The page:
|Coast Sunflower (Encelia californica): photo by Cliff Hutson|
The drought in California over the past five some odd years, and the resulting restrictions on watering, have been rough on home gardens, public plantings, and native plants. However, one plant that has been holding its own, at the botanic garden where I work, is one of the sunflowers.
Helianthus annuus, the common sunflower, is an annual herb that is native to California and is also found elsewhere in North America . Sunflowers belong to the what is probably the largest family of flowering plants - the Asteraceae (or Compositae). The name sunflower may derive from the impression that the blooming plant appears to slowly turn its flower towards the sun as the it moves across the sky, or from the shape of the flower which resembles a child’s drawing of the sun.
Sunflowers do display heliotropism in the bud stage. The motion is created by special cells in a flexible segment of the stem just below the bud. However, mature sunflowers become fixed in an easterly direction, with only their leaves continuing to track the sun. This motion, from east to west, is believed to increase photosynthesis.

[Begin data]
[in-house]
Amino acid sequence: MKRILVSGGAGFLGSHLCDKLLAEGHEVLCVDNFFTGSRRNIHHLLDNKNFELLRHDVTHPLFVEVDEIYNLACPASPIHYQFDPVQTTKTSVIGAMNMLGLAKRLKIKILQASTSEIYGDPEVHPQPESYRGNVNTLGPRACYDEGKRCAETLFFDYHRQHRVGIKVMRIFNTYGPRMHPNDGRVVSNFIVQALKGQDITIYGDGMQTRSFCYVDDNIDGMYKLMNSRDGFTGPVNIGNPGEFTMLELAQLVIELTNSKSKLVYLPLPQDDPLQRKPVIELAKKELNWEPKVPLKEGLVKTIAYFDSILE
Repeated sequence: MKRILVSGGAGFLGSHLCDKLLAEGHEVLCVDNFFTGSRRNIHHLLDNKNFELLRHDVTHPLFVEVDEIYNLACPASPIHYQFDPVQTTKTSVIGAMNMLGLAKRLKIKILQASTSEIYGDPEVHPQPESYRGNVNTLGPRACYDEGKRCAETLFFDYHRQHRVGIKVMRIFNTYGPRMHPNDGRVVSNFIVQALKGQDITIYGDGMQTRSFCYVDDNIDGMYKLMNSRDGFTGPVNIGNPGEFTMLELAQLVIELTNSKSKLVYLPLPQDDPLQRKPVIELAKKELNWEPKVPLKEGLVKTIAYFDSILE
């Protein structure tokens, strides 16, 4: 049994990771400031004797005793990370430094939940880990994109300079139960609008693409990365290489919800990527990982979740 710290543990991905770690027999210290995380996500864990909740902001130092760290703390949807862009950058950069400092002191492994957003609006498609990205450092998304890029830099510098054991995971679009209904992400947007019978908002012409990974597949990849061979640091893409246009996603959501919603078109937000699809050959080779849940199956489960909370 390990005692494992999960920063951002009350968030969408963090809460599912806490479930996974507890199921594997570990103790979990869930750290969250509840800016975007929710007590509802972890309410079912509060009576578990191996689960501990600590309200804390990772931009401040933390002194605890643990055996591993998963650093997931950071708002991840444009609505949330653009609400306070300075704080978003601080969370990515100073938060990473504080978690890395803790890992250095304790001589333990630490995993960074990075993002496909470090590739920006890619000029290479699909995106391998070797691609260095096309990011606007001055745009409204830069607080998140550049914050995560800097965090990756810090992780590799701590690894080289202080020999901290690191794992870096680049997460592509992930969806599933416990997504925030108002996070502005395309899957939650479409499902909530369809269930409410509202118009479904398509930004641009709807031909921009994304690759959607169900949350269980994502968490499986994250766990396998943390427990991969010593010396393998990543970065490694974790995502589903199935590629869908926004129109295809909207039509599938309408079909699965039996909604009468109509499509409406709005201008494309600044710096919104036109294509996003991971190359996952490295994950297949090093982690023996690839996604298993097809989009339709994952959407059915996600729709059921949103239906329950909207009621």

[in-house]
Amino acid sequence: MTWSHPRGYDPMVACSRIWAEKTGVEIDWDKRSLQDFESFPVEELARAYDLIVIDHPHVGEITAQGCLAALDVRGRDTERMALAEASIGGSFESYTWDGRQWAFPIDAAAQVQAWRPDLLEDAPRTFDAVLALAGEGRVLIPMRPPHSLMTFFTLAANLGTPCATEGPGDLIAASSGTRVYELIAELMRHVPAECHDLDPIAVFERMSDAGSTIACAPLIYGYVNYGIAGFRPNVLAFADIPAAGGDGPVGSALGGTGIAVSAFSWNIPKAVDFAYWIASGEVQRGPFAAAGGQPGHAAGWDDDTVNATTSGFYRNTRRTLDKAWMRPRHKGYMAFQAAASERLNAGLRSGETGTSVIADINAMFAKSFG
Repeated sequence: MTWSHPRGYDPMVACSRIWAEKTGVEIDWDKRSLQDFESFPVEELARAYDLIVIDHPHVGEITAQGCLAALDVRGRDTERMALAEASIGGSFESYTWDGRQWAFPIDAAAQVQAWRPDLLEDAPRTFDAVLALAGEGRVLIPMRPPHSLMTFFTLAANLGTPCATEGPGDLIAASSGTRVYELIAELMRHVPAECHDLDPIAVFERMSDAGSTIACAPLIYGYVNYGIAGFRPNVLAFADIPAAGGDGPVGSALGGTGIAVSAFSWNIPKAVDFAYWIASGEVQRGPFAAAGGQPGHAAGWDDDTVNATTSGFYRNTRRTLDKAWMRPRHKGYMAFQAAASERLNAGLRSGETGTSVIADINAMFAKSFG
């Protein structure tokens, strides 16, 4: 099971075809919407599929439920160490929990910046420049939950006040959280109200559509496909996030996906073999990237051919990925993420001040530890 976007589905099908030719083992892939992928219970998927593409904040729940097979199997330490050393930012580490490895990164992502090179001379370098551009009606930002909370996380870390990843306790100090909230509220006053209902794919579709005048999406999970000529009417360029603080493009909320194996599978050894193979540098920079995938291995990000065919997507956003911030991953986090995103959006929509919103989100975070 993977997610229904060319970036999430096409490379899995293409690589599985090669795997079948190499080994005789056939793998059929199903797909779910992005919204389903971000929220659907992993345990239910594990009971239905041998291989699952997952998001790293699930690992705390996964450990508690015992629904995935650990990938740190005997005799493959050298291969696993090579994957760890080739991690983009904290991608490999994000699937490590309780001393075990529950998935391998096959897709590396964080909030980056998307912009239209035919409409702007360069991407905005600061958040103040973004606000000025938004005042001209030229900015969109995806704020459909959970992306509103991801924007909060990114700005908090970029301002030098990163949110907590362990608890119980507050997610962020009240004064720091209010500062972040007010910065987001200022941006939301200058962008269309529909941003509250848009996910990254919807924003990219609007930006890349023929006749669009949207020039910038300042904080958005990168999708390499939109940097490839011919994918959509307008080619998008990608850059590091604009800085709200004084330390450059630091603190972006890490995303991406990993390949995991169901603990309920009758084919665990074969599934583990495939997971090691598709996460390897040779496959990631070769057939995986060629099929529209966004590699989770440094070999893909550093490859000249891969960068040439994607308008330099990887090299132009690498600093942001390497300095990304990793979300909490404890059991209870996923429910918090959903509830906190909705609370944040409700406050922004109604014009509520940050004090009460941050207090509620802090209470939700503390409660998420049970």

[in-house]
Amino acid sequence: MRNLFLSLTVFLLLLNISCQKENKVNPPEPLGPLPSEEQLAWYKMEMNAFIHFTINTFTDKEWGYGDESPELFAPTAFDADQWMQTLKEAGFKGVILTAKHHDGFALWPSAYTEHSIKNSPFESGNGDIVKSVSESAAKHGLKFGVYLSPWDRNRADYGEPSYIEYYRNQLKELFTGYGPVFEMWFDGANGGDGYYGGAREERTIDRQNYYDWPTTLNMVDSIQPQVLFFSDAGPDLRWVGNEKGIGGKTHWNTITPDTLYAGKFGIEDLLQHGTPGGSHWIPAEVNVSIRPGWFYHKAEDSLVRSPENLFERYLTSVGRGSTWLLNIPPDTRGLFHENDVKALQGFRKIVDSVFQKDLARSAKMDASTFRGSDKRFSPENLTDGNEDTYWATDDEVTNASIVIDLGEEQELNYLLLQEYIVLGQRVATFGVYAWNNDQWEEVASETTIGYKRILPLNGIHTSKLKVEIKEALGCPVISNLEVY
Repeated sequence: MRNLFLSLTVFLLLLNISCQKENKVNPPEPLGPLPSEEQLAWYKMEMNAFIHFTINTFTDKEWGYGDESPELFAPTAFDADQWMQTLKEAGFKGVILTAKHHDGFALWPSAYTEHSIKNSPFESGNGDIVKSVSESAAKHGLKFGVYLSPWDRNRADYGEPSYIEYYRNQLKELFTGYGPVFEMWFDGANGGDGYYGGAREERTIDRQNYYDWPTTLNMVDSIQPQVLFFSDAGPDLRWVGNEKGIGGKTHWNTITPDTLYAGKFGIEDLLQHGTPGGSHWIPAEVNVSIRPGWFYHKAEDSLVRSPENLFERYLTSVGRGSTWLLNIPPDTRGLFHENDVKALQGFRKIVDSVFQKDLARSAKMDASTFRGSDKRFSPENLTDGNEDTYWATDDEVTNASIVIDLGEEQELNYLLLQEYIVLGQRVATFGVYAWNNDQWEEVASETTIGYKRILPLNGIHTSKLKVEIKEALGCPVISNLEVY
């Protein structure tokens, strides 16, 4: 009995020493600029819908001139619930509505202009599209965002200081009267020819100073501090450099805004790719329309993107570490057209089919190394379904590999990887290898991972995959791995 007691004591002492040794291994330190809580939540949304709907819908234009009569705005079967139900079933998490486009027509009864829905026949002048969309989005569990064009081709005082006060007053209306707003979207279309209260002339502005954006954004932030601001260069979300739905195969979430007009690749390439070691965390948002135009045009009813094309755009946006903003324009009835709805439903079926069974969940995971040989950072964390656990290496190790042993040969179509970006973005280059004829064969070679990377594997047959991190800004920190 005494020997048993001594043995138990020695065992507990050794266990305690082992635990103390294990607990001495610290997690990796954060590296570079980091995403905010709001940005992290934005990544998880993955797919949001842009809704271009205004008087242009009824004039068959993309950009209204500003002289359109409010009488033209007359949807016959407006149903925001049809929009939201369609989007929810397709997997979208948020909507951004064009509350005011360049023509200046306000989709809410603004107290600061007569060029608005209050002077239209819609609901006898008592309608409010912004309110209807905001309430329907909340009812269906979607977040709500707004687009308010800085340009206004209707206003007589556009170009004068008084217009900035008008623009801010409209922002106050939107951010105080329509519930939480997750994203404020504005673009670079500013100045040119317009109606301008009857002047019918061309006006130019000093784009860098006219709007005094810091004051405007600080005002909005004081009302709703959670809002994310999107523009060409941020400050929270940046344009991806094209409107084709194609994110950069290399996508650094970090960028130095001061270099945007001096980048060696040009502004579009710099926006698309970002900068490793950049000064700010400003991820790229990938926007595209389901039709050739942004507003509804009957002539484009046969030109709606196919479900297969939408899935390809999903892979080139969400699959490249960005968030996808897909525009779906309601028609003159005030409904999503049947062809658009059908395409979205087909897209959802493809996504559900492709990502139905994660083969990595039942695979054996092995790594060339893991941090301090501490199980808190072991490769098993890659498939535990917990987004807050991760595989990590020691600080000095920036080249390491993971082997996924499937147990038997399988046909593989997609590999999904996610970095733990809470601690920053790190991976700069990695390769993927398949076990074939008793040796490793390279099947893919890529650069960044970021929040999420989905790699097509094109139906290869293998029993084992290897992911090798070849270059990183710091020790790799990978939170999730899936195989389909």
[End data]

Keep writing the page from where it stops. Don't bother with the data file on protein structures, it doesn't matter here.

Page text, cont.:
The term Compositae, i.e., composite, comes from the fact that the “flower”’ is actually composed of many flowers. The flowers on the outer margin are ray flowers. The flowers at the center of the head are the disc flowers, which will mature into seeds. Many sunflowers are beautiful ornamental flowers in an annual bed or a mixed border. They attract bees and are also a good choice for butterfly gardens; monarch butterflies are especially attracted to sunflowers.
“Claremont Sunshine” Sunflower
|Claremont Sunshine: photo by Cliff Hutson|
RSABG is home to a cultivar of Helianthus annuus, “Claremont Sunshine”, the plant that is doing pretty well. Cultivars are bred from exceptional plants of an existing variety because they possess a desired attribute. I read that Bart O’Brien was driving on I-5 and spotted some wild sunflowers that were a very pale yellow, instead of the golden color. So he marked the spot, came back and harvested the seeds, then cultivated them.
The Fall Planting Festival at Grow Native Nursery will showcase this and thousands of other California native and water efficient plants on October 1, 2016, 10 am - 4:30 pm - Members only, 8 -10 am.
Rancho Santa Ana Botanic Garden has been selling California native plants since 1978. So, , if you are in Southern California, don’t miss this ideal opportunity to purchase hard-to-find, one-of-a-kind natives and to get your gardening questions answered by friendly, experienced botanic garden professionals and volunteers.